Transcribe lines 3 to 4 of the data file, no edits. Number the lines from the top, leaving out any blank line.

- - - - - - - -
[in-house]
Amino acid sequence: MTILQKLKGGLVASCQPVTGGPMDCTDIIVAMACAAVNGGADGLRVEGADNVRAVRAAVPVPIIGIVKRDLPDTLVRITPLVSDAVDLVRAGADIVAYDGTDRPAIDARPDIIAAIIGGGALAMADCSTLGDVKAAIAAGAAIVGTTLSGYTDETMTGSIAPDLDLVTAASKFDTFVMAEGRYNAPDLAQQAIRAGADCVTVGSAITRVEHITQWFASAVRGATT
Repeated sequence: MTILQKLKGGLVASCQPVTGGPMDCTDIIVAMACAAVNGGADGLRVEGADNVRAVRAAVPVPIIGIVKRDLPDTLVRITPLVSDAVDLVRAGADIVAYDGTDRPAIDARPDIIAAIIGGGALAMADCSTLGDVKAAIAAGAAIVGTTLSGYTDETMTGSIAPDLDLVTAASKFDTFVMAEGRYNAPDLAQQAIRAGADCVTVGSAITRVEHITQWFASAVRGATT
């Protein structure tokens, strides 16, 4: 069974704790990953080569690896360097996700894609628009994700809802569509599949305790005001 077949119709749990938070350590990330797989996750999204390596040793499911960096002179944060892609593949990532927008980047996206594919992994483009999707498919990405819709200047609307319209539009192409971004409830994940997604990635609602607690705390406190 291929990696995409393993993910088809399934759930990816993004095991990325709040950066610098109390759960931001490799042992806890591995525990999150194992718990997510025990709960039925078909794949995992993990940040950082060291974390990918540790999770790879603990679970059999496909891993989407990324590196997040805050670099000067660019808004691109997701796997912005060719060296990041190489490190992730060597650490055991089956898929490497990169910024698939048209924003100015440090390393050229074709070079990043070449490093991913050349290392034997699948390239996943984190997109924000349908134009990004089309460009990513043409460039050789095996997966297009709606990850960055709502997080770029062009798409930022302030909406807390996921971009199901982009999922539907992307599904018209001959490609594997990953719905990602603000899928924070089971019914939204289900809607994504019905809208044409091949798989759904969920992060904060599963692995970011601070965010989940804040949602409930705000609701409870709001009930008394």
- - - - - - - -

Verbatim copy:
Repeated sequence: MTILQKLKGGLVASCQPVTGGPMDCTDIIVAMACAAVNGGADGLRVEGADNVRAVRAAVPVPIIGIVKRDLPDTLVRITPLVSDAVDLVRAGADIVAYDGTDRPAIDARPDIIAAIIGGGALAMADCSTLGDVKAAIAAGAAIVGTTLSGYTDETMTGSIAPDLDLVTAASKFDTFVMAEGRYNAPDLAQQAIRAGADCVTVGSAITRVEHITQWFASAVRGATT
């Protein structure tokens, strides 16, 4: 069974704790990953080569690896360097996700894609628009994700809802569509599949305790005001 077949119709749990938070350590990330797989996750999204390596040793499911960096002179944060892609593949990532927008980047996206594919992994483009999707498919990405819709200047609307319209539009192409971004409830994940997604990635609602607690705390406190 291929990696995409393993993910088809399934759930990816993004095991990325709040950066610098109390759960931001490799042992806890591995525990999150194992718990997510025990709960039925078909794949995992993990940040950082060291974390990918540790999770790879603990679970059999496909891993989407990324590196997040805050670099000067660019808004691109997701796997912005060719060296990041190489490190992730060597650490055991089956898929490497990169910024698939048209924003100015440090390393050229074709070079990043070449490093991913050349290392034997699948390239996943984190997109924000349908134009990004089309460009990513043409460039050789095996997966297009709606990850960055709502997080770029062009798409930022302030909406807390996921971009199901982009999922539907992307599904018209001959490609594997990953719905990602603000899928924070089971019914939204289900809607994504019905809208044409091949798989759904969920992060904060599963692995970011601070965010989940804040949602409930705000609701409870709001009930008394």